"Society's Restraint to Social Reform" in Canada

Essay by Anonymous UserUniversity, Bachelor'sA+, March 1996

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Of the many chatted words in the social reform vocabulary of Canadians today,

the term workfare seems to stimulate much debate and emotion. Along with the

notions of self-sufficiency, employability enhancement, and work

disincentives, it is the concept of workfare that causes the most tension

between it's government and business supporters and it's anti-poverty and

social justice critics. In actuality, workfare is a contraction of the

concept of 'working for welfare' which basically refers to the requirement

that recipients perform unpaid work as a condition of receiving social


Recent debates on the subject of welfare are far from unique. They are all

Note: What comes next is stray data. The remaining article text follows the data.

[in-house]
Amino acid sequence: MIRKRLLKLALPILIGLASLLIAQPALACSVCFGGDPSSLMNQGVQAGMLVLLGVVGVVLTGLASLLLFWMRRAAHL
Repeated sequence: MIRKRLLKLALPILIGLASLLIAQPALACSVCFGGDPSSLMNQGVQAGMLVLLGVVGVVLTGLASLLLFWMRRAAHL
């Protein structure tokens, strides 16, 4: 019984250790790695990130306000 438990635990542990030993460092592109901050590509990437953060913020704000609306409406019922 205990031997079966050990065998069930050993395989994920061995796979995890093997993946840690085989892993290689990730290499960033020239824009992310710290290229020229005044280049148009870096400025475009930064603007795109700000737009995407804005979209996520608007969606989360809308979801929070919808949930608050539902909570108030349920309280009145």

simply contemporary attempts to decide if we live in a just society or not.

This debate has been a major concern throughout history. Similarly, the

provision of financial assistance to the able-bodied working-age poor has

always been controversial.

On one side are those who articulate the feelings and views of the poor,

namely, the Permissive Position, who see them as victims of our society and

deserving of community support.

The problems of the poor range from personal

(abandonment or death of the family income earner) to the social (racial

prejudice in the job market) and economic (collapse in the market demand for

their often limited skills due to an economic recession or shift in

technology). The Permissive View reveals that all participants in society are

deserving of the unconditional legal right to social security without any

relation to the individual's behaviour. It is believed that any society which

can afford to supply the basic needs of life to every individual of that

society but does not, can be accused of imposing life-long deprivation or

death to those needy individuals. The reason for the needy individual being

in that situation, whether they are willing to work, or their...